Lance Craighead, a third-generation wildlife biologist, has seen his field grow ever more tech savvy. "We have to go with the best science we have," he says.
Wildlife researcher Doug Ouren has radio tracked more than 30 bears, each one for close to a year. "One of the frontiers of spatial analysis is looking at things as they move across the landscape," he says. Photographs by Brent Humphreys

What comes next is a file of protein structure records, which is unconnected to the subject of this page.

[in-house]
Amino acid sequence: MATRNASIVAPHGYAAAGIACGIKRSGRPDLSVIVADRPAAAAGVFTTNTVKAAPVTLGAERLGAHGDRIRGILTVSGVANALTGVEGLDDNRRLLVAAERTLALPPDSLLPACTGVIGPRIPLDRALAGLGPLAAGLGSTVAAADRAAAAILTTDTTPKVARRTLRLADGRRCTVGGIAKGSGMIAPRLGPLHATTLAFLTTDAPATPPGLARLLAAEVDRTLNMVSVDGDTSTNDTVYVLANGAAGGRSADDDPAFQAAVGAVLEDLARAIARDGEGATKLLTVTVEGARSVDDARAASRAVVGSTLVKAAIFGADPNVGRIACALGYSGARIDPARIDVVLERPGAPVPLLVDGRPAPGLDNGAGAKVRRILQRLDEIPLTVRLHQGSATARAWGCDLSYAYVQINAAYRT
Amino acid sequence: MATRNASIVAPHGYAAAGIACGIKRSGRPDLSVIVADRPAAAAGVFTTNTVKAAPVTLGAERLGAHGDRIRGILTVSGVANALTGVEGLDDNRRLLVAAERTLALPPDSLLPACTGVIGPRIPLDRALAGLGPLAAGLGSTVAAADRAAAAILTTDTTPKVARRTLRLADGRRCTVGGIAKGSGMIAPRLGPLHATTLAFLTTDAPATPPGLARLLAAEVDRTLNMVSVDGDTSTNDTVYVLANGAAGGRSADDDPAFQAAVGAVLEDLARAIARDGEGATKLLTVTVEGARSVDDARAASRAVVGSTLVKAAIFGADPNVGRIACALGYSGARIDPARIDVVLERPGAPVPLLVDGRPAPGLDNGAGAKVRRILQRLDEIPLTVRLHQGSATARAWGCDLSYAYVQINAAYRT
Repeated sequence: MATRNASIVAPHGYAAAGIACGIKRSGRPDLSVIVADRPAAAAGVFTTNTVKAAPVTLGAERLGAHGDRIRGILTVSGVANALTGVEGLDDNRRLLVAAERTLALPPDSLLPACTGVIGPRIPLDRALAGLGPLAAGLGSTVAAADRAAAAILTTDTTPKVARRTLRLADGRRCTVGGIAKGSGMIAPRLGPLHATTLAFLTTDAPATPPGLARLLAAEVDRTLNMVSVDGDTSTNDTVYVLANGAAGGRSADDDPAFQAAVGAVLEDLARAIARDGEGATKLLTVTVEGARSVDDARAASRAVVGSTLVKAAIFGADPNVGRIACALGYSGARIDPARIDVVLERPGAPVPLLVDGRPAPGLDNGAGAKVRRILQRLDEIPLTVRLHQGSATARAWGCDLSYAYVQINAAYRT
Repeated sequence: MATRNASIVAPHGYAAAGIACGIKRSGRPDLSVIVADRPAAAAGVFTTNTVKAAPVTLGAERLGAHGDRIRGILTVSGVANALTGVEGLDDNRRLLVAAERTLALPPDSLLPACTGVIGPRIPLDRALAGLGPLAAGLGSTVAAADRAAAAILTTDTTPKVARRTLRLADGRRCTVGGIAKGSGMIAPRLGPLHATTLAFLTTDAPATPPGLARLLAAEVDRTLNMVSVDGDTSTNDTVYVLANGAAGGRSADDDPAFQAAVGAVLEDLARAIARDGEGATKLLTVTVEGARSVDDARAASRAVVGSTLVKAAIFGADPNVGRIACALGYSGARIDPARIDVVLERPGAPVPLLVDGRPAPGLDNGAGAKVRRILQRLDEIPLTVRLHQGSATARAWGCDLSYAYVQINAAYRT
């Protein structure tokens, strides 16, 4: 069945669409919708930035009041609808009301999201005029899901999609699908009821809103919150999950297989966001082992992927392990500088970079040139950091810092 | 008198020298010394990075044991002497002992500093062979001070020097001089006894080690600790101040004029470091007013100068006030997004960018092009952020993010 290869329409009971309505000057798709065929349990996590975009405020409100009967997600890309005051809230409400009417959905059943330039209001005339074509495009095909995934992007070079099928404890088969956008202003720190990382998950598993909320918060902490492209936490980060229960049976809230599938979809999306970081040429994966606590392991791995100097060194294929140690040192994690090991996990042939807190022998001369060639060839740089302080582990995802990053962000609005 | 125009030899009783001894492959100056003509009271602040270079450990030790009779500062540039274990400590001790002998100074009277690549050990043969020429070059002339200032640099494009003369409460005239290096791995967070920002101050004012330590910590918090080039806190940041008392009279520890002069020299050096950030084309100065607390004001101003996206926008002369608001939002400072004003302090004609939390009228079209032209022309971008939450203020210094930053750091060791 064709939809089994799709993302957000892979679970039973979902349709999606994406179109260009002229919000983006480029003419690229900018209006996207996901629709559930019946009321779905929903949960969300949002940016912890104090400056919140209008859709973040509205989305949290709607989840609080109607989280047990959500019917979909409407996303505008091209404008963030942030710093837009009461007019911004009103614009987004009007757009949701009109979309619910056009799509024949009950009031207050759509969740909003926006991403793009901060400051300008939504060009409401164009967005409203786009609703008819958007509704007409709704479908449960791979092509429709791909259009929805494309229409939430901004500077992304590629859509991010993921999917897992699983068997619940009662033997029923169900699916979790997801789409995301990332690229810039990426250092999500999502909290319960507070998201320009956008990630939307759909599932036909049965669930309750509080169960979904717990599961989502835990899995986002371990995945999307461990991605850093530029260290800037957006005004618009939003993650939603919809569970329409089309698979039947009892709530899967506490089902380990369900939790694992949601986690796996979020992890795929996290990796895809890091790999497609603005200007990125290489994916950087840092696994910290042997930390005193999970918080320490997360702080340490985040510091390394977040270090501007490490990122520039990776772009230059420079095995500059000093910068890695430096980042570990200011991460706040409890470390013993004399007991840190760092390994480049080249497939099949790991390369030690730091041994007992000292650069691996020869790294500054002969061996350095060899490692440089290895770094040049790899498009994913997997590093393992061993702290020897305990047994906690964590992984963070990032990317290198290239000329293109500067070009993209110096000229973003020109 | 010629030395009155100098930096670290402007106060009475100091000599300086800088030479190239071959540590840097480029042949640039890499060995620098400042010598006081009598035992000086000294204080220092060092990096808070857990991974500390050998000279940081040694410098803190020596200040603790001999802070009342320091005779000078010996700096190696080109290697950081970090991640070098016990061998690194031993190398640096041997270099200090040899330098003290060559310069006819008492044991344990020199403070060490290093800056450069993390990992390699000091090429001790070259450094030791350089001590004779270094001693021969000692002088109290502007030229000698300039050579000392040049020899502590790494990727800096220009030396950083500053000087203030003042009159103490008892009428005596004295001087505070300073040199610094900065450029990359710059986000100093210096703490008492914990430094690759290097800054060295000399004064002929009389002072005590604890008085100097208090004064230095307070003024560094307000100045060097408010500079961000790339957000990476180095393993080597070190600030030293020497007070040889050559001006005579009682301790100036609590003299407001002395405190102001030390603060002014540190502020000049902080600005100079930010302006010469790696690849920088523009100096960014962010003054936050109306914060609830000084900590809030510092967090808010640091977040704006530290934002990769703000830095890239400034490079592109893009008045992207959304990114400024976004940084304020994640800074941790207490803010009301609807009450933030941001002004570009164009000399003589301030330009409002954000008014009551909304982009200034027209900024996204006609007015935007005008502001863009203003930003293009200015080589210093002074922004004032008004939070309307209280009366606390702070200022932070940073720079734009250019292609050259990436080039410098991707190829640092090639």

Sitting in his Bozeman office one morning, Craighead calls up a three-dimensional map on his computer monitor, then rotates it, contorting its features. This is the Madison River Valley, seen through the eyes of a bear. The contours and colors signal degrees of difficulty for a grizzly on the move. Purple and flat mean safe, easy going; steep orange and red signal danger. The result is a landscape turned upside down: The peaks are mostly flattened and purple, while the towns and highways in the valleys occupy the high ground, tinted orange to red. To build this map, Craighead began by cutting the landscape into a grid with cells 100 meters square. The first layer was ground cover. Agriculture and urban areas were shaded as dangerous, pine forests and subalpine meadows as habitable. Because bears like edges between habitats, the GIS took each square, found the nearest edge, and ranked it by distance and desirability. Next came layers denoting building density, roads, and trails. The map shows plenty of bear-friendly country, but the purple is chopped up by orange hazard lines: roads, towns, subdivisions. Craighead knows that Yellowstone's grizzlies can survive only if the park is somehow connected to the wildlands that surround it. The Salmon-Selway-Bitterroot region is only 185 miles to the west in Montana and Idaho, the northern Continental Divide only 155 miles to the north, and both areas are good bear habitat. By placing a conservation easement here, closing a Forest Service road there, Craighead can create a network of protected land that allows bears to mix genes across the landscape. "We need just a couple of small pieces," he says. "The habitat is already there. What we're trying to do is keep it from getting blocked off." He estimates this can be done by protecting as little as 2 percent of the privately owned land. But finding that 2 percent requires GIS. Grizzlies are at their most vulnerable in the winter, when they go into hibernation. Their dens are typically in lonely country—in high-altitude forests or far up remote canyons—but as hikers and snow machines move deeper into the wilderness and grizzlies recolonize land around the park, isolated spots are harder to find. Three years ago, Chuck Schwartz and his team loaded a quarter-century's worth of den-site data into a GIS program and analyzed the relationships between elevation, slope, sunlight, and forest cover. They then projected that information across the entire system to find favorable denning areas. Several national forests in the area then used this model to determine where snowmobiles should not be allowed. Snowmobiles and inbreeding aren't the only things threatening the grizzly. In much of the West, the whitebark pines whose nuts the bears depend on are battling a deadly Eurasian blister rust. Forty-two percent of the whitebark pines in western Montana have died in the past two decades, and 89 percent of the surviving trees are infected. Yellowstone's cutthroat trout, meanwhile, are being displaced by lake trout, which don't spawn in streams and therefore can't be caught by bears. Wildlife managers can use GIS to map these changing food resources and thereby predict the bears' movements: If it's a good year for pine nuts, the bears stay higher in the mountains, out of people's way; if it's a bad year, they have to venture farther for food. Everyone in the greater Yellowstone area—from the Forest Service to the Department of Transportation to Gallatin County planners—is now thoroughly dependent on GIS, Craighead says. It allows them to speak the same spatial language, and with it, to shape their world.